There has been a suggestion in recent days that now is not a good time to release a review prepared by the
In the wake of 9/11, we were desperate to bring those responsible for the brutal attacks to justice. But even that urgency did not justify torture. The United States must be held to a higher standard than our enemies, yet some of our actions did not clear that bar. It is time to publicly examine how that happened.
The administration has known for months that this document would become public and has been making every effort to safeguard U.S. personnel and interests abroad. But the bottom line is, torture occurred, and we must own up to our actions and move forward.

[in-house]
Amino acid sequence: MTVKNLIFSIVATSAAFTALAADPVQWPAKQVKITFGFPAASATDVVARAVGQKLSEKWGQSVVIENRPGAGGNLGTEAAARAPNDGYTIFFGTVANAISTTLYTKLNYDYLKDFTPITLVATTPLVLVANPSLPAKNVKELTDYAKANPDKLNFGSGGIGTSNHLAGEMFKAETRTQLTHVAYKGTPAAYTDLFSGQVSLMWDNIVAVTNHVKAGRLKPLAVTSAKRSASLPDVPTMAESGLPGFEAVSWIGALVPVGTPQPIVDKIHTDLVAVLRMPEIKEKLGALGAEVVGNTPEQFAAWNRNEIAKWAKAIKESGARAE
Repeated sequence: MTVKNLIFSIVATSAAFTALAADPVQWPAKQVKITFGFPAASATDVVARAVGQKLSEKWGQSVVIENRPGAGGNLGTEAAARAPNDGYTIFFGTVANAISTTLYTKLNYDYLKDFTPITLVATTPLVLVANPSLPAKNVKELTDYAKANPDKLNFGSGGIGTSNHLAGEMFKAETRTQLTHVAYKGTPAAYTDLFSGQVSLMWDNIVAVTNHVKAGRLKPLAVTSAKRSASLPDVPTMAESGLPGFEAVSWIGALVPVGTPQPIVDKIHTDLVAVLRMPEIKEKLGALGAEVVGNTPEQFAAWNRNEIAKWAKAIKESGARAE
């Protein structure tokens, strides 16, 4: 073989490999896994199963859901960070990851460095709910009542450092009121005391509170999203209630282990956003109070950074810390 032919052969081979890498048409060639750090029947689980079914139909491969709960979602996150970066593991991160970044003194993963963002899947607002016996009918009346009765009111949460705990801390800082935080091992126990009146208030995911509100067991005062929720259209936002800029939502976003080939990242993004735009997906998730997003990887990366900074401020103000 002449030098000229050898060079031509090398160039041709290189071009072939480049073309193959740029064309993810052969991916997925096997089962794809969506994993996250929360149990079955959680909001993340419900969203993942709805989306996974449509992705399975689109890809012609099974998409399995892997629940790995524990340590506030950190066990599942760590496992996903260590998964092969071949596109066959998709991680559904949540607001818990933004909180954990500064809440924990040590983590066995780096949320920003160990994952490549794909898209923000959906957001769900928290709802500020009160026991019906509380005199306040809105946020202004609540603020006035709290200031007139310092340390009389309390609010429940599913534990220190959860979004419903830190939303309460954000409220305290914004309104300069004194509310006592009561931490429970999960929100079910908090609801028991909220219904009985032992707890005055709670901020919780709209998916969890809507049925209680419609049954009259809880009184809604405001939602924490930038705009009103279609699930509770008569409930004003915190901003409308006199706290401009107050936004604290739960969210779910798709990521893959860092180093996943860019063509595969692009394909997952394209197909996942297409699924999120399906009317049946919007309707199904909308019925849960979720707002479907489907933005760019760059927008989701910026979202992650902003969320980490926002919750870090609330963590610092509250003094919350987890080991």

In the spring of 2009, the Senate Intelligence Committee voted 14-1 to begin a review of the CIA's detention and interrogation program. The goal was to learn exactly what happened to more than 100 individuals secretly detained overseas after 9/11.
More than five years later, our committee's study is complete, and that is the report we released on Tuesday for public review.
Here, briefly, is what we found: After launching a program to detain and interrogate suspected terrorists using coercive techniques — tactics that at times amounted to torture — CIA personnel provided extensive inaccurate information about the program to the White House, the
Contrary to CIA claims at the time, these so-called "enhanced interrogation techniques" did not produce intelligence that thwarted terrorist plots or resulted in the capture of terrorists. That intelligence was already available from other sources or from the detainees themselves before they were tortured. In fact, torture often led to false information.